Clothing retailer Forever 21 Inc. isn’t taking the inroads made by “fast fashion” rival H & M; Hennes & Mauritz AB lightly.
With the Swedish company opening three stores in its Los Angeles County back yard over the past year, L.A.-based Forever 21 is launching a string of outlets geared to fashion-conscious 20- to 30-year-olds, called Heritage 1981.
Both of the companies specialize in inexpensive clothing, which is quickly manufactured and inspired by some would say knocked off the styles created by major designers
Forever 21 has opened concept Heritage stores in Mission Viejo and San Jose and a Beverly Center location is in the works.
“We are thrilled to open a new concept store that expands our merchandise range. We will use our consumer friendly strategies of new fashion and everyday deliveries at a great value,” said Forever 21 Senior Vice President Larry Meyer. Four more locations are planned, in Bloomington, Minn., Chicago, Philadelphia and Woodbridge, N.J.
While Forever 21 stores are sprawling, packed with merchandise and designed to appeal to young ladies and their mothers, the new stores have a tighter focus and higher-quality clothing.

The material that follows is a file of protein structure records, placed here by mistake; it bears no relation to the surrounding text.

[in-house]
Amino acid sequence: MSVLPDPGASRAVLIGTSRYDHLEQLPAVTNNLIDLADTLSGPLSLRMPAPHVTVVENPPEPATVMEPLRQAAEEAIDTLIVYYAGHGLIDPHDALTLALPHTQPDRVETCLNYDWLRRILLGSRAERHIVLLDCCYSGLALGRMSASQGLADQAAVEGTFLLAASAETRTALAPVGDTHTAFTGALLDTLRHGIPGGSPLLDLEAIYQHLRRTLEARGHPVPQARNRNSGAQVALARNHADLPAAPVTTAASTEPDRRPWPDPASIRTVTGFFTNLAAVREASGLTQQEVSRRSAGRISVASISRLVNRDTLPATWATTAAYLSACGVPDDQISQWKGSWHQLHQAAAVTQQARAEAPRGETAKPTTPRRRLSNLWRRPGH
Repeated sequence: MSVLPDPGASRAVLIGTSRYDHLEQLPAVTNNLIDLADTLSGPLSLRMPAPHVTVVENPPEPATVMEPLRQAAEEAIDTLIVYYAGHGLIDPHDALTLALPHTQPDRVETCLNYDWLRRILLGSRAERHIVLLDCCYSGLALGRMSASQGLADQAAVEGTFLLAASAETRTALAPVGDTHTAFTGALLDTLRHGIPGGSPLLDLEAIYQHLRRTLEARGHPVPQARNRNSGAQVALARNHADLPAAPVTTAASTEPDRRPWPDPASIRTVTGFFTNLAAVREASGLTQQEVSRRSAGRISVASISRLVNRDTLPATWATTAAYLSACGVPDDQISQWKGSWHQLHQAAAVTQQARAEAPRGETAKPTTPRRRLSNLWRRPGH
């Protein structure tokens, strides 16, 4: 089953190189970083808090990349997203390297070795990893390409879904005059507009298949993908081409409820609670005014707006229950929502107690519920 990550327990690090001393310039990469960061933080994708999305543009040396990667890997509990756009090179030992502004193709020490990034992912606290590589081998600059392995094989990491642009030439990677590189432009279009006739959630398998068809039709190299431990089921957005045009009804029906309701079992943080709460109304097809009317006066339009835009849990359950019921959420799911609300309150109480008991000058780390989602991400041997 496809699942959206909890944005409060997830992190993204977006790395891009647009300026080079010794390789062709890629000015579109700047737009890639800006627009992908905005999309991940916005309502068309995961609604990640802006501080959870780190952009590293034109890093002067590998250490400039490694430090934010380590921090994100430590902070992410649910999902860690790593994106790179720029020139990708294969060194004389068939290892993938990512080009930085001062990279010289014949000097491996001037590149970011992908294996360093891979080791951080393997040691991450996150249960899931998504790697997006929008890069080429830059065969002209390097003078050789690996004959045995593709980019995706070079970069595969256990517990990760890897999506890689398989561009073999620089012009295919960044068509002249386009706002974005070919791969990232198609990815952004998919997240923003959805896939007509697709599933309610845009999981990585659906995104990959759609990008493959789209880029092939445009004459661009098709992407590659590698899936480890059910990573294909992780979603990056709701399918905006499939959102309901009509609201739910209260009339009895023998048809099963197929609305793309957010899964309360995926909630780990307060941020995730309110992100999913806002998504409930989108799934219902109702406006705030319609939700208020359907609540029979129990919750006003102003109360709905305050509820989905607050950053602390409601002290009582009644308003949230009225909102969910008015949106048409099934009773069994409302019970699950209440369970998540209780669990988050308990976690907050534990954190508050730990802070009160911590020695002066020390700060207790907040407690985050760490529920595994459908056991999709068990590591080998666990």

Heritage clothing, priced between $25 and $50, is made of natural fibers, in contrast to Forever 21’s clothes, which are usually priced in the $15 range. Half of the Heritage clothes are men’s; all of the Forever 21 items are for women.
Heritage clothes are classically inspired, woven pieces with colorful prints and plaids, knits and carefully faded denim. Notably absent are career clothes and clubbing duds.
The atmosphere of Heritage stores also will contrast with the Forever 21 stores, with weathered doors, wood-framed windows, vintage artwork and hardwood floors. Forever 21 stores have standard white walls and white floors, and pop music is always humming.
Forever 21 grossed $925 million in 2005, and revenues are expected to top $1.1 billion this year.